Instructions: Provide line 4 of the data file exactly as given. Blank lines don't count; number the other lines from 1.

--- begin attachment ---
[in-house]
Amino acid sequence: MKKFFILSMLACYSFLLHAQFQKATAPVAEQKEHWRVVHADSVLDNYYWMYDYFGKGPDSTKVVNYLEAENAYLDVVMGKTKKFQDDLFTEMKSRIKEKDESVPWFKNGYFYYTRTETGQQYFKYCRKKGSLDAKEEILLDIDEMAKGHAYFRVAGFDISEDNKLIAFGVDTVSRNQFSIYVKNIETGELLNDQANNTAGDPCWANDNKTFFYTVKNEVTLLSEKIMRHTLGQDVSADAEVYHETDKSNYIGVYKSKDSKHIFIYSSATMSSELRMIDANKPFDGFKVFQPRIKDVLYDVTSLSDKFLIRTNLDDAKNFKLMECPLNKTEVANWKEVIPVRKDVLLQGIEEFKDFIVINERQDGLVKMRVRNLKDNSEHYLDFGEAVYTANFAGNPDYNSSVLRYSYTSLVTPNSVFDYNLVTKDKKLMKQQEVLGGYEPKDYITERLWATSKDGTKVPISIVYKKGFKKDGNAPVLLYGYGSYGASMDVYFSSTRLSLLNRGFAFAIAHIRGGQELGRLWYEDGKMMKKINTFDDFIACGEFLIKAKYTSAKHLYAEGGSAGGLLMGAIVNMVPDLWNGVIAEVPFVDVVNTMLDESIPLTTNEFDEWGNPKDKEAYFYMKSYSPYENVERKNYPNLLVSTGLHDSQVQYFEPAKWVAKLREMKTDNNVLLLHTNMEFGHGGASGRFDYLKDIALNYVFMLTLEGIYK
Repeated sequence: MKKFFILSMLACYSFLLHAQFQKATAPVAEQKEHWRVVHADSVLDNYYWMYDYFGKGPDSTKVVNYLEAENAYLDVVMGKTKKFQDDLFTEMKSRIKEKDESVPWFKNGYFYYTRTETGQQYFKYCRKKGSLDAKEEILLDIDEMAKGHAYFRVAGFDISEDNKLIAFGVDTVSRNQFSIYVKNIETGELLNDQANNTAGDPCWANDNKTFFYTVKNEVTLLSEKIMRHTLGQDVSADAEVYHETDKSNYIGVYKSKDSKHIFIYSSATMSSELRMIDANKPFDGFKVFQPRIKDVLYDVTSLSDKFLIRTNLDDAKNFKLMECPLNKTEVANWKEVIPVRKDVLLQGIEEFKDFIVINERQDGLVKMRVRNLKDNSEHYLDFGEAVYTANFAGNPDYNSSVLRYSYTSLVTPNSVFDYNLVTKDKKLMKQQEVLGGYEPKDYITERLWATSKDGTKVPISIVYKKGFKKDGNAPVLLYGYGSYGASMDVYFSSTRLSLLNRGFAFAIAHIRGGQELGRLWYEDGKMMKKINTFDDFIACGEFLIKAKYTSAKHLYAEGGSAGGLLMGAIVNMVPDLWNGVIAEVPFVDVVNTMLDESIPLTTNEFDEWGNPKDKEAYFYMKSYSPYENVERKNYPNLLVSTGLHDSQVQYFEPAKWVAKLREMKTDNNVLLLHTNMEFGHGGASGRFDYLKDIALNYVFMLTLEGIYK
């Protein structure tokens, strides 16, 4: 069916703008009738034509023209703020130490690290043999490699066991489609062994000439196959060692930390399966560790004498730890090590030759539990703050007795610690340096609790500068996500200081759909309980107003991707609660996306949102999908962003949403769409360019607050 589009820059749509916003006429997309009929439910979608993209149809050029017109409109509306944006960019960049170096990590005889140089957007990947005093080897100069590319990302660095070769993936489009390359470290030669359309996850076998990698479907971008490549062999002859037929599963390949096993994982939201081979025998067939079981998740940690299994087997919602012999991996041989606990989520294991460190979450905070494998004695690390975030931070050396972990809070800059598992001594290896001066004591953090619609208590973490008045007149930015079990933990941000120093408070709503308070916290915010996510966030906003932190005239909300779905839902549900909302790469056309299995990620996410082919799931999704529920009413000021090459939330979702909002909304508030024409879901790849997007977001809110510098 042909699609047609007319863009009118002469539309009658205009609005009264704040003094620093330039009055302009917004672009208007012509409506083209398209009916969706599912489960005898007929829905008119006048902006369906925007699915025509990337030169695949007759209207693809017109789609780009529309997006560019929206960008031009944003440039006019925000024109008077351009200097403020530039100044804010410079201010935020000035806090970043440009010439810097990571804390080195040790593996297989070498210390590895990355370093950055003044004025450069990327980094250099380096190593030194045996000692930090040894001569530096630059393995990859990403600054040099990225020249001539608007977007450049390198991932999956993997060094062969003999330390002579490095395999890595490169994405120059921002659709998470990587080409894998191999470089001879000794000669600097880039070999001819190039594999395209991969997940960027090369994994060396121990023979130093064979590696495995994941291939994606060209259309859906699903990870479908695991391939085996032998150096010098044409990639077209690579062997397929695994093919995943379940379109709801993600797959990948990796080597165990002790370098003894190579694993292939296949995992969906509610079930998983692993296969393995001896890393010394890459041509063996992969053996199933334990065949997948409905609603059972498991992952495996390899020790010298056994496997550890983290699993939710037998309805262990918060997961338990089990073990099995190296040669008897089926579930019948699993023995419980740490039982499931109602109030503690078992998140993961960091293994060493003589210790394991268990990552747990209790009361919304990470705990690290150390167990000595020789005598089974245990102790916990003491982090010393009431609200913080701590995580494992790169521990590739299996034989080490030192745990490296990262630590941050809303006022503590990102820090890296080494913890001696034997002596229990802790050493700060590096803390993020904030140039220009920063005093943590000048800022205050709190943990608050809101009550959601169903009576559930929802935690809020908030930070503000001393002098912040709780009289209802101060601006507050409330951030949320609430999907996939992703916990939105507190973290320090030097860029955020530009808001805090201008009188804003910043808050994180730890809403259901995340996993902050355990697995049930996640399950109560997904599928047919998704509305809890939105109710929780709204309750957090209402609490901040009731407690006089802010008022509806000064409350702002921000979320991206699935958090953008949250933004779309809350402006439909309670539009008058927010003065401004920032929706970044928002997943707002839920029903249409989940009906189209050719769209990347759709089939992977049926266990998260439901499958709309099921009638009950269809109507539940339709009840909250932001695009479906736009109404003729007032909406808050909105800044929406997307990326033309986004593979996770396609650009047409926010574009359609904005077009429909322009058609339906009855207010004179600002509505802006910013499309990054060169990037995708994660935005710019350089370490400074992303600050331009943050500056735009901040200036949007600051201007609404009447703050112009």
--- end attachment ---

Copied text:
């Protein structure tokens, strides 16, 4: 069916703008009738034509023209703020130490690290043999490699066991489609062994000439196959060692930390399966560790004498730890090590030759539990703050007795610690340096609790500068996500200081759909309980107003991707609660996306949102999908962003949403769409360019607050 589009820059749509916003006429997309009929439910979608993209149809050029017109409109509306944006960019960049170096990590005889140089957007990947005093080897100069590319990302660095070769993936489009390359470290030669359309996850076998990698479907971008490549062999002859037929599963390949096993994982939201081979025998067939079981998740940690299994087997919602012999991996041989606990989520294991460190979450905070494998004695690390975030931070050396972990809070800059598992001594290896001066004591953090619609208590973490008045007149930015079990933990941000120093408070709503308070916290915010996510966030906003932190005239909300779905839902549900909302790469056309299995990620996410082919799931999704529920009413000021090459939330979702909002909304508030024409879901790849997007977001809110510098 042909699609047609007319863009009118002469539309009658205009609005009264704040003094620093330039009055302009917004672009208007012509409506083209398209009916969706599912489960005898007929829905008119006048902006369906925007699915025509990337030169695949007759209207693809017109789609780009529309997006560019929206960008031009944003440039006019925000024109008077351009200097403020530039100044804010410079201010935020000035806090970043440009010439810097990571804390080195040790593996297989070498210390590895990355370093950055003044004025450069990327980094250099380096190593030194045996000692930090040894001569530096630059393995990859990403600054040099990225020249001539608007977007450049390198991932999956993997060094062969003999330390002579490095395999890595490169994405120059921002659709998470990587080409894998191999470089001879000794000669600097880039070999001819190039594999395209991969997940960027090369994994060396121990023979130093064979590696495995994941291939994606060209259309859906699903990870479908695991391939085996032998150096010098044409990639077209690579062997397929695994093919995943379940379109709801993600797959990948990796080597165990002790370098003894190579694993292939296949995992969906509610079930998983692993296969393995001896890393010394890459041509063996992969053996199933334990065949997948409905609603059972498991992952495996390899020790010298056994496997550890983290699993939710037998309805262990918060997961338990089990073990099995190296040669008897089926579930019948699993023995419980740490039982499931109602109030503690078992998140993961960091293994060493003589210790394991268990990552747990209790009361919304990470705990690290150390167990000595020789005598089974245990102790916990003491982090010393009431609200913080701590995580494992790169521990590739299996034989080490030192745990490296990262630590941050809303006022503590990102820090890296080494913890001696034997002596229990802790050493700060590096803390993020904030140039220009920063005093943590000048800022205050709190943990608050809101009550959601169903009576559930929802935690809020908030930070503000001393002098912040709780009289209802101060601006507050409330951030949320609430999907996939992703916990939105507190973290320090030097860029955020530009808001805090201008009188804003910043808050994180730890809403259901995340996993902050355990697995049930996640399950109560997904599928047919998704509305809890939105109710929780709204309750957090209402609490901040009731407690006089802010008022509806000064409350702002921000979320991206699935958090953008949250933004779309809350402006439909309670539009008058927010003065401004920032929706970044928002997943707002839920029903249409989940009906189209050719769209990347759709089939992977049926266990998260439901499958709309099921009638009950269809109507539940339709009840909250932001695009479906736009109404003729007032909406808050909105800044929406997307990326033309986004593979996770396609650009047409926010574009359609904005077009429909322009058609339906009855207010004179600002509505802006910013499309990054060169990037995708994660935005710019350089370490400074992303600050331009943050500056735009901040200036949007600051201007609404009447703050112009």